Analog. Our brains design better in analog.

Analog. Our brains design better in analog.

I know you might not believe it (what with my youthful glow), but computers as a personal device did not exist when I was a kid. I was born in the 70s and as a pre-teen I received an electric typewriter for my birthday along with a typing course on 45 rpm records. And yes, I had a red plastic record player in my room on which I mostly played a Tchaikovsky record of Swan Lake. I learned to type in a flash. I loved those exercises. Whole pages of unintelligible jibberish which quickly taught my brain where all the letters were. I can’t imagine not being able to touch type. I still remember the hum of the electric typewriter and the clunk of each key being pressed.

Tapestry yarns! Which are good and why?

Tapestry yarns! Which are good and why?

If you’re a tapestry weaver, finding just the right yarn might seem like a difficult proposition. Through my students and my own testing of various yarns, I’ve found a few sweet spots in tapestry yarns over the years and I hope these ideas are helpful for you, dear tapestry friend. I’ll briefly tell you what makes a good tapestry yarn and then I’ll tell you which ones are my current favorites and where to get them.

If you’re just starting out, it is helpful to pick one yarn and sett to learn on. I always recommend starting with just one yarn. Learning tapestry is tricky enough without having to learn to manage the way different yarns behave. A teacher can help you with this information but this post should help get you started. Notice as you use that yarn at the sett recommended, what you think about it. How does the yarn serve your design ideas? Does it come in colors you like? Is it easy to work with? I have a few possible combinations at the end of this post, but there are many other possibilities. I also cover this topic in my online course, Warp and Weft: Learning the Structure of Tapestry.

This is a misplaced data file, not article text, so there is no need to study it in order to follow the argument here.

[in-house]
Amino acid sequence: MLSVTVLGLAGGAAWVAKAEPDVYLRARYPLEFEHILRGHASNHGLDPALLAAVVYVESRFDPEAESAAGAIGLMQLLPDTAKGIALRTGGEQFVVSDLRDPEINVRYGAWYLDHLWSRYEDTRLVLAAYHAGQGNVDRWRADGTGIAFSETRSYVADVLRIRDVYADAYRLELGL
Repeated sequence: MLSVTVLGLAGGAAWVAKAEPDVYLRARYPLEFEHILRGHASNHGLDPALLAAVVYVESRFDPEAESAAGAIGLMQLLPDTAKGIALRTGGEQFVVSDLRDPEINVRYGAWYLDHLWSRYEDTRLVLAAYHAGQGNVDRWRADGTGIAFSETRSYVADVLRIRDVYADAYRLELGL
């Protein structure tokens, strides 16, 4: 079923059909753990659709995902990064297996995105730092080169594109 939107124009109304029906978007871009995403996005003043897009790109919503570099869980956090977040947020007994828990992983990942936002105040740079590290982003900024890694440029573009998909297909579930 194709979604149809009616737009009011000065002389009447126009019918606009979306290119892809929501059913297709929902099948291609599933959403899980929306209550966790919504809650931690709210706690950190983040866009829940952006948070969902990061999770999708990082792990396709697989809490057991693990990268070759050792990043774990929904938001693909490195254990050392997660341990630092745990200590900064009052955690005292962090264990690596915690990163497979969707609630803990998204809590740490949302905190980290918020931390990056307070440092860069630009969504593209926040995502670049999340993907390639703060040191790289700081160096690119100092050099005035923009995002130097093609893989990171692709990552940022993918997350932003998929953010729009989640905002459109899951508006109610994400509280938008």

"Can we see all of it?"

"Can we see all of it?"

My tapestry, Displaced: Refugee Blanket has been accepted to the Small Tapestry International 6: Beyond the Edge juried show of the American Tapestry Alliance. I wrote about the piece HERE.

I have so appreciated all the kind words about the work I’ve received thus far. It is a difficult subject. It is never easy to face our humanity and the ways that we are culpable in the displacement of people around the globe.

I’ve had an interesting question crop up repeatedly and I wanted to talk about it. Many people have asked me if they can see the “whole” tapestry. They mean that they would like to see the work unfolded and they want to know if the juror saw it unfolded when she made her decision.

Displaced: Refugee Blanket

Displaced: Refugee Blanket

I’m thrilled to tell you that my tapestry, Displaced: Refugee Blanket was accepted to Small Tapestry International 6: Beyond the Edge. This show is the American Tapestry Alliance’s international small-format juried tapestry show. The juror was Jane Kidd, an artist I greatly admire. Getting into the show was a very sweet victory.

And if that wasn’t thrilling enough, a day later I received another email from the co-chair…

Color palettes: using yarn wraps for color sampling

Color palettes: using yarn wraps for color sampling

I’ve become a fan of yarn wraps. The kind of yarn wrap where you wind some yarn around a stiff card to look at the color combinations, not the kind that might keep you warm during a polar vortex in Chicago.

I’ve been playing with color a lot lately partly because I just taught a retreat about color in tapestry and partly because I’m in the middle of designing a new large-format tapestry. I think there are two basic ways people approach color choice and design in tapestry weaving. They either design the piece including color choices and then dye or purchase the yarns to match those color needs or they spread out all the colors they have and use those choices as they design.

I am a member of the “design first, find yarn later” club.